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Allergic Asthma Triggers    Print Page

With allergic asthma, certain types of allergens are known to produce, or trigger, asthma symptoms and attacks. Triggers cause symptoms in allergic asthma often associated with a substance made by the body called IgE. If you have allergic asthma, you body makes more IgE when you breathe an allergen. This can cause a series of chemical reactions known as the allergic-inflammatory process in allergic asthma, resulting in the constriction (tightening) and inflammation (swelling) of the airways in your lungs.

Common Triggers of Allergic Asthma

The following allergens are well-known triggers of coughing, wheezing, tightening of the chest, and other symptoms of allergic asthma. For tips on reducing your exposure to allergens, see “Living with Allergic Asthma.”

Pollen. Pollen from trees, grasses and weeds is a common allergen. These airborne particles often peak during different seasons of the year, but they can linger in your home and air ducts all year long. 

Cockroaches. Cockroach feces and saliva are both allergens and can trigger asthma symptoms in some people with allergic asthma. Because cockroaches are often prevalent in many inner-city areas, their allergens play a significant role in contributing to the number of people with asthma.

Dust mites. Dust mites are spider-like creatures too small to see with the naked eye. Every home has dust mites. They feed on skin flakes and are found in mattresses, pillows, carpets, upholstered furniture, bedcovers, clothes, stuffed toys, fabric, etc. Both the body parts and feces of dust mites can trigger asthma in individuals with an allergic reaction to dust mites.

Mold. Molds can grow on virtually anything when moisture is present. Outdoors, many molds live in soil, or on leaves, wood, and other plant debris. Indoors, they can grow on wood, paper, carpet, and food. Molds produce tiny spores, which are like seeds, to reproduce. These spores become airborne easily. Any time moisture accumulates indoors (through a damp basement, leaky faucet, shower stall, etc.), mold growth will often occur, particularly if the excess moisture goes unnoticed or unaddressed. Asthma episodes can be triggered in individuals with an allergic reaction to mold.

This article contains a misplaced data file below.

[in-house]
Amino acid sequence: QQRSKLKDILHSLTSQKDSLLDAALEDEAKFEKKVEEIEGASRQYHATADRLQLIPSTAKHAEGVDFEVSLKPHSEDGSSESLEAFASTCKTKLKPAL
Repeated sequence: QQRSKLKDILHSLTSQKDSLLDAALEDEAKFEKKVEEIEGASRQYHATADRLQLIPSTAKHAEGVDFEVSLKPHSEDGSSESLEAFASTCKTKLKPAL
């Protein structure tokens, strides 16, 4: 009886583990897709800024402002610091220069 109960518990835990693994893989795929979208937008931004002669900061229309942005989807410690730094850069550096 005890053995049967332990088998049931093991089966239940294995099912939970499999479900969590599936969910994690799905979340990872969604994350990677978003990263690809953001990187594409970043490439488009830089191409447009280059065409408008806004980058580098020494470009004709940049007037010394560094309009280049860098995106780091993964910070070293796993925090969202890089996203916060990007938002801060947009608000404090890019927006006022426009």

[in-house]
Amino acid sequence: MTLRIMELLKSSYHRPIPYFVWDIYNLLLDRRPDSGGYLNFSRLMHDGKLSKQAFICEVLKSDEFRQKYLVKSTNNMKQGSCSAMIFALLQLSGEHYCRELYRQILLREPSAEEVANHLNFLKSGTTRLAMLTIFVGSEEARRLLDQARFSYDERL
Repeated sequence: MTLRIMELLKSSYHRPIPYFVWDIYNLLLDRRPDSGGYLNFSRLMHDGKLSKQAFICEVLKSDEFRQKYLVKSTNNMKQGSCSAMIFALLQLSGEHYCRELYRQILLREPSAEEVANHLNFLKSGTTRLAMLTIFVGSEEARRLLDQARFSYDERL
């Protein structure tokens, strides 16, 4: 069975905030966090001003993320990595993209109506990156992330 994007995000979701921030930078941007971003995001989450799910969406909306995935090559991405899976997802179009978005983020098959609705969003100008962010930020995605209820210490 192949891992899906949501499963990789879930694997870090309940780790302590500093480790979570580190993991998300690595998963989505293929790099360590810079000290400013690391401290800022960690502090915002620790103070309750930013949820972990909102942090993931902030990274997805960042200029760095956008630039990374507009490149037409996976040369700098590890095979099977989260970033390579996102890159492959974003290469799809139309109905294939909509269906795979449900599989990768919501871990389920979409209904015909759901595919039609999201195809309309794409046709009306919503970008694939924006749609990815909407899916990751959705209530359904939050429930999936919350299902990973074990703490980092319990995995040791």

Pet dander. Asthma can be triggered by pet urine, feces, saliva, hair, or dander (skin flakes). But you don't have to have pets in your house or visit places where animals are kept in order to be exposed to their allergens. Interestingly enough, animal allergens are often detected in places where no animals are housed. The allergens may have been carried unwittingly into a place by people that own or have been around animals.

Foods. Nearly half of all people with food allergies also have asthma, which is often due to the allergic asthma connection. For these people, contact with common foods such as peanuts, soy, shelfish, milk and other food protiens can trigger an asthma attack.  Food-induced asthma attacks can be the most severe and deadly, so it's important to talk to you doctor if you suspect you have a food allergy.

Natural Oils & Fragrances. Perfumes, fragrances, cleaning products and other types of household agents can be composed of hundreds of different allergenic ingredients.  Citrus, animal fats and oils, plant extracts and more, making these types of solutions a real problem for people with allergies, or allergic asthma. 


SOURCE: This information should not substitute for seeking responsible, professional medical care. First created 2004; most recently updated 2010.
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